New Life, New Realities

Easter has a history that encompasses so much in our culture, from the religious to the secular to everyday meaning and symbolism.  For those of you nerds and history buffs interested in what’s behind the naming of Easter, there are these tidbits about its complicated origins from the Venerable Bede (673-735), an English monk who wrote the first history of Christianity in England. He’s one of our main sources of knowledge about early Anglo-Saxon culture. In Detemporum ratione (On the Reckoning of Time, c. 730), Bede wrote this:

In olden times the English people—for it did not seem fitting that I should speak of other nations’ observance of the year and yet be silent about my own  nation’s—calculated their months according to the course of the Moon. Hence, after the manner of the Greeks and the Romans, [the months] take their name from the Moon, for the Moon is called mona and the month monath. The first month, which the Latins call January, is Giuli; February is called Solmonath; March Hrethmonath; April, Eosturmonath … Eosturmonath has a name which is now translated “Paschal month” and which was once called after a goddess of theirs named Eostre, whose feasts were celebrated in that month. Now they designate that Paschal season by her name, calling the joys of the new rite by the time-honored name of the old observance.

Ok, those of you who are not so nerdy nor considered to be buffs of history may be glossy-eyed by now; so let me continue…

Whether we trace its roots to the course of the moon or other cultures or Christianity or pagan influences, the season of Easter (coinciding with Spring) has always been about rebirth and renewal. In other words, taking that which once had life in it, yet is now lifeless, and bringing it back to a living existence. Of course, it’s not exactly the same as what it was before. It may be a crocus or a daffodil that returns in the Spring every year, but it’s not the same flower that grew the previous year nor any year prior. It’s reborn as a new organism…yes, similar to what it was, even sharing the genetic makeup of its earlier incarnations, but still uniquely different.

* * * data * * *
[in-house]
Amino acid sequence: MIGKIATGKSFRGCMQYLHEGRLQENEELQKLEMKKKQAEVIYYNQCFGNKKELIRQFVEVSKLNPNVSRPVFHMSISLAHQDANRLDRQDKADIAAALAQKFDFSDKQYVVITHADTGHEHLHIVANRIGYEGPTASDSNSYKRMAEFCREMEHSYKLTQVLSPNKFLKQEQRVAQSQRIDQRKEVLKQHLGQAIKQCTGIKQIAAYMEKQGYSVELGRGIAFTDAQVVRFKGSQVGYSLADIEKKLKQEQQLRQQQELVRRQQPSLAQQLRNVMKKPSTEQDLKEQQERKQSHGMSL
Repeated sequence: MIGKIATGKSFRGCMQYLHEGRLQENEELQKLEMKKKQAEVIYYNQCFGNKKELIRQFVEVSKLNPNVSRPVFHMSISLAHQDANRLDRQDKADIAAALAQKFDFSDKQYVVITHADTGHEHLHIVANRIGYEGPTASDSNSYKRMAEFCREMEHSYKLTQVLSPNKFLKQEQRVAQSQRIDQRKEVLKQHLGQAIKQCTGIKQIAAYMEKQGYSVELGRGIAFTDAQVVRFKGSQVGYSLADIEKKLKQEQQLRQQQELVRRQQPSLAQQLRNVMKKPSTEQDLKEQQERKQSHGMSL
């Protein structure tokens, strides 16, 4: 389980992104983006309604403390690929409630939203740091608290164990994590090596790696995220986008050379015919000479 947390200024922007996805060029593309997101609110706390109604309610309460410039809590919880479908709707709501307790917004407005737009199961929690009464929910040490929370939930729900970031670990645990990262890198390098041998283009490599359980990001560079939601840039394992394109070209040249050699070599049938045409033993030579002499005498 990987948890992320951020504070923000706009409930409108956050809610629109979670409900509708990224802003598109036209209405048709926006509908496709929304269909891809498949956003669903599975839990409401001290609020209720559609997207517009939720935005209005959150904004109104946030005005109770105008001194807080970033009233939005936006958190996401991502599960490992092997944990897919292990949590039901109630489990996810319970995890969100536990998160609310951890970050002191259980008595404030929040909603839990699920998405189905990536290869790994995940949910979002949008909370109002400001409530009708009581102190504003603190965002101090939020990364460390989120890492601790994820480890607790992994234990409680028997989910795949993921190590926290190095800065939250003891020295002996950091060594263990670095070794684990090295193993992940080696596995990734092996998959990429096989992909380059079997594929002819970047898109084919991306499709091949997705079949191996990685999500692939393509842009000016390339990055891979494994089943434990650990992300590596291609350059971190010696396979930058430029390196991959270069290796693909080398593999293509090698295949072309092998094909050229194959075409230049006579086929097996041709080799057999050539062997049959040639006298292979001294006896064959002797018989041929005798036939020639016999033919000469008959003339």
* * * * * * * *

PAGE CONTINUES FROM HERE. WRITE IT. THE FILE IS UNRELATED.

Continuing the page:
We currently live in an age of coronavirus, COVID-19, quarantine, and social distancing. For most of us, we live in the same country we did last year. We may live in the same city or the same house as before. We still have those we call family and friends. Yet, something has changed. Things and ways and realities that once were, are no more. They are…lifeless…suddenly non-existent in our lives.

Yet, a new season is arriving. New life is stirring beneath the ground, above our heads, all around us…and within us. What was cannot be returned to; what is continues to grow; and what becomes (particularly of us and this new existence), well…that’s something we have a part in shaping as co-creators in this life.

We have many observances that have been inextricably changed by this pandemic: baseball’s Opening Day, senior graduations, birthdays, anniversaries…and yes, Easter. In the words of the Venerable Bebe, “the time-honored name of the old observance” will remain with these rites, yet they will be different…it will be new.

Let us work to make the new (as many already have) as meaningful in its newness as the rites and observances we’ve cherished all along this life’s journey.

So…peace, sanity, love, and joy to all you fellow sojourners as we continue to create the new from this present and soon to be past reality.


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